Bright facades and trees against heat and smog
Cities represent "heat islands" within their surroundings, which are characterized by many heat sources and small air flows. In southern Europe, bright buildings produce relief and provide for a cooler urban climate. Simulation calculations of KIT researchers for the city of Stuttgart as an example, however, reveal that such measures for enhancing cooling may adversely affect air quality on the ground. The solution of the researchers: Bright facades for cooling and planting of certain types of trees to reduce pollutant concentration.
Scientists of the Atmospheric Environmental Research Division of the Institute of Meteorology and Climate Research (IMK-IFU) of Karlsruhe Institute of Technology (KIT), Garmisch-Partenkirchen, have developed a new simulation strategy that considers both temperature development in cities and transport of pollutants. With the heat wave of 2003 being used as an example, the urban climate of Stuttgart was simulated under various conditions. "Due to its location in a basin, the city of Stuttgart is very interesting for model calculations of urban climate," Joachim Fallmann of IMK-IFU explains. He was involved in the model development.
Fallmann simulated various scenarios, such as enhanced reflection of radiation as a result of a changed color of the buildings in Stuttgart. White-colored houses are traditionally applied to prevent urban heating in the Mediterranean area. Joachim Fallmann explains this effect that is called albedo: "The brighter the buildings and surfaces in a city are, the smaller is the heating rate, because short-wave radiation is reflected and the material is not heated up. This is referred to as a high albedo. Typical grey high-rise buildings, by contrast, have a small albedo and may be considered heat collectors. "The new model approach confirmed that brighter buildings are really suited for counteracting the heat island effect.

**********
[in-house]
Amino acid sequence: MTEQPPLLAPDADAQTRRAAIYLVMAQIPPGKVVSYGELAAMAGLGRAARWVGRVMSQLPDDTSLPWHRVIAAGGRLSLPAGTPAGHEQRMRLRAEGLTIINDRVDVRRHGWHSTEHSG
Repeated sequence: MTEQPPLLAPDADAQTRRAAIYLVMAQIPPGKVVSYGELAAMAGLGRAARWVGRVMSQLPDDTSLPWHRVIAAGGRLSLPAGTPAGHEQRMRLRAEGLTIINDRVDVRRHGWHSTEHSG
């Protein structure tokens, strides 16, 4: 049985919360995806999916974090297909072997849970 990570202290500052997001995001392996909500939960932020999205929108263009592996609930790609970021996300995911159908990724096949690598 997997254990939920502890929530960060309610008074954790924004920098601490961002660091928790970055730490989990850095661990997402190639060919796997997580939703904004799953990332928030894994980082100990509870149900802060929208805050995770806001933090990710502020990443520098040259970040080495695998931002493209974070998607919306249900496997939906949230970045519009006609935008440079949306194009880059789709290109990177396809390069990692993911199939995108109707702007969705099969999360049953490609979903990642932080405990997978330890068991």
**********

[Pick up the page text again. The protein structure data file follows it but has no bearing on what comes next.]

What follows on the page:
As regards air quality, however, this strategy is associated with a surprising drawback: "When it cools down, vertical mixing of the air decreases. Fine dust and pollutants, such as nitrogen oxides, remain closer to the ground and are more concentrated than in a warmer city." Hence, the cooling effect is associated with a serious drawback in particular for the population of cities with strong primary pollution sources, such as industry districts or very dense traffic. For other, so-called secondary pollutants, this effect is positive: "When it is cooler, less ozone is formed, which may be harmful for the respiratory tracts on the ground." Hence, atmosphere chemistry and heat development in a city have to be analyzed together.
Greening of cities is a strategy to compensate the effect of reduced air transport. Trees absorb CO2 and may even bind fine dust on the surface. But according to Joachim Fallmann, the details are of decisive importance again: "The right trees have to be used. Poplars, oak trees, and sycamore trees produce biogenous substances, such as pollen, which may act as precursors of ozone formation." A tree with a positive effect on air quality is the maple tree.
The model of IMK-IFU is an important tool to analyze these complex relationships in detail. In the end, every city has to be analyzed individually according to Joachim Fallmann: "Conditions in Stuttgart differ considerably from those in Munich, where the Alps often supply fresh air. It is our objective to refine the simulation model, such that it can be used to reliably test tailor-made solutions for the different cities."